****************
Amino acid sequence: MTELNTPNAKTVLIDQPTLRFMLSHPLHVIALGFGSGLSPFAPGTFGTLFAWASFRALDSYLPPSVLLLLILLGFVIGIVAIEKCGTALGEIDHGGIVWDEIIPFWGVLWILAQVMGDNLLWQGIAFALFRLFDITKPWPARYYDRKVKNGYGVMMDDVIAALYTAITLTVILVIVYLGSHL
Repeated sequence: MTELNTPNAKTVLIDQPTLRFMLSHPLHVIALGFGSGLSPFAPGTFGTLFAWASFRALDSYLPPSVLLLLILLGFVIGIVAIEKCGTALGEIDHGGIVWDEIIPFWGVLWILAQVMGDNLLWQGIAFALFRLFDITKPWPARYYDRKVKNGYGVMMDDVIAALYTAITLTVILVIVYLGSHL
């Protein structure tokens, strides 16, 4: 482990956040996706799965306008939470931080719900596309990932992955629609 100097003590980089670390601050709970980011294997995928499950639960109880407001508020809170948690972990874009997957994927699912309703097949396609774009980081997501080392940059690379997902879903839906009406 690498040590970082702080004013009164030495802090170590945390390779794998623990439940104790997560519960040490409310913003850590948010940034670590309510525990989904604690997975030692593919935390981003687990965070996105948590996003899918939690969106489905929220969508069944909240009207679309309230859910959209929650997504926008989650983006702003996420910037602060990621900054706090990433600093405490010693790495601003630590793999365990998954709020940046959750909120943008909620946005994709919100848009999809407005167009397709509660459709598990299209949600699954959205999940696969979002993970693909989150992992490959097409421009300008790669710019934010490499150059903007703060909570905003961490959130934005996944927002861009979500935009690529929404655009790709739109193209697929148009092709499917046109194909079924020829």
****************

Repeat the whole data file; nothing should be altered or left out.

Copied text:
Amino acid sequence: MTELNTPNAKTVLIDQPTLRFMLSHPLHVIALGFGSGLSPFAPGTFGTLFAWASFRALDSYLPPSVLLLLILLGFVIGIVAIEKCGTALGEIDHGGIVWDEIIPFWGVLWILAQVMGDNLLWQGIAFALFRLFDITKPWPARYYDRKVKNGYGVMMDDVIAALYTAITLTVILVIVYLGSHL
Repeated sequence: MTELNTPNAKTVLIDQPTLRFMLSHPLHVIALGFGSGLSPFAPGTFGTLFAWASFRALDSYLPPSVLLLLILLGFVIGIVAIEKCGTALGEIDHGGIVWDEIIPFWGVLWILAQVMGDNLLWQGIAFALFRLFDITKPWPARYYDRKVKNGYGVMMDDVIAALYTAITLTVILVIVYLGSHL
């Protein structure tokens, strides 16, 4: 482990956040996706799965306008939470931080719900596309990932992955629609 100097003590980089670390601050709970980011294997995928499950639960109880407001508020809170948690972990874009997957994927699912309703097949396609774009980081997501080392940059690379997902879903839906009406 690498040590970082702080004013009164030495802090170590945390390779794998623990439940104790997560519960040490409310913003850590948010940034670590309510525990989904604690997975030692593919935390981003687990965070996105948590996003899918939690969106489905929220969508069944909240009207679309309230859910959209929650997504926008989650983006702003996420910037602060990621900054706090990433600093405490010693790495601003630590793999365990998954709020940046959750909120943008909620946005994709919100848009999809407005167009397709509660459709598990299209949600699954959205999940696969979002993970693909989150992992490959097409421009300008790669710019934010490499150059903007703060909570905003961490959130934005996944927002861009979500935009690529929404655009790709739109193209697929148009092709499917046109194909079924020829």